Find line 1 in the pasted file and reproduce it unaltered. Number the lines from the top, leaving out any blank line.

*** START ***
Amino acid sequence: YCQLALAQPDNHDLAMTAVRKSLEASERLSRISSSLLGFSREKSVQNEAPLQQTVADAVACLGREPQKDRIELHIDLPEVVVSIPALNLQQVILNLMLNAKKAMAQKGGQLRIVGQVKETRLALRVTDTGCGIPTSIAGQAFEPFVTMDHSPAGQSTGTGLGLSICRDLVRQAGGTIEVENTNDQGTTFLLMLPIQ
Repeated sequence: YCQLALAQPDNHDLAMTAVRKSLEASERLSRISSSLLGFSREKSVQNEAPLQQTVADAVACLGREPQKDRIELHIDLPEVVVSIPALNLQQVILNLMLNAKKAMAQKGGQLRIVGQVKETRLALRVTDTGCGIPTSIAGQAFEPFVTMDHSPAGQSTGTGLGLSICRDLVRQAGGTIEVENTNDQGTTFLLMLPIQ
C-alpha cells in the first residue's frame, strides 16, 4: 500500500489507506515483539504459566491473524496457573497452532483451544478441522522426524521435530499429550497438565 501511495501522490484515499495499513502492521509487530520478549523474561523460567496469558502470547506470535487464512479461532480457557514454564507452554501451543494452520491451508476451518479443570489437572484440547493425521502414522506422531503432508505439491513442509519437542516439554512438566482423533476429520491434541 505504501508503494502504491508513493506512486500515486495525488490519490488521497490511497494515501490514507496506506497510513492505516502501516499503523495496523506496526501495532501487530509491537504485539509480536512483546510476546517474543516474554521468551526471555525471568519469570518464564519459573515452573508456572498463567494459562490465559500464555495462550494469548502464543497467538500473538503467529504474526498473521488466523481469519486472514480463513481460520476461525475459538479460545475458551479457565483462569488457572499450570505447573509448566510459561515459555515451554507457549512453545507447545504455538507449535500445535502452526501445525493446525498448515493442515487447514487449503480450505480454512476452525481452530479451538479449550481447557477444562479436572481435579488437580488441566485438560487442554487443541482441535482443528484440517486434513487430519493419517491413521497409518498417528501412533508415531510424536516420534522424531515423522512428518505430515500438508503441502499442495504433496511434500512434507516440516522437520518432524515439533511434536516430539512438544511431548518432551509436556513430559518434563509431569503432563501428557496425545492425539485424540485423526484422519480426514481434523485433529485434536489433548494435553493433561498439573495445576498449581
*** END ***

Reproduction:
Amino acid sequence: YCQLALAQPDNHDLAMTAVRKSLEASERLSRISSSLLGFSREKSVQNEAPLQQTVADAVACLGREPQKDRIELHIDLPEVVVSIPALNLQQVILNLMLNAKKAMAQKGGQLRIVGQVKETRLALRVTDTGCGIPTSIAGQAFEPFVTMDHSPAGQSTGTGLGLSICRDLVRQAGGTIEVENTNDQGTTFLLMLPIQ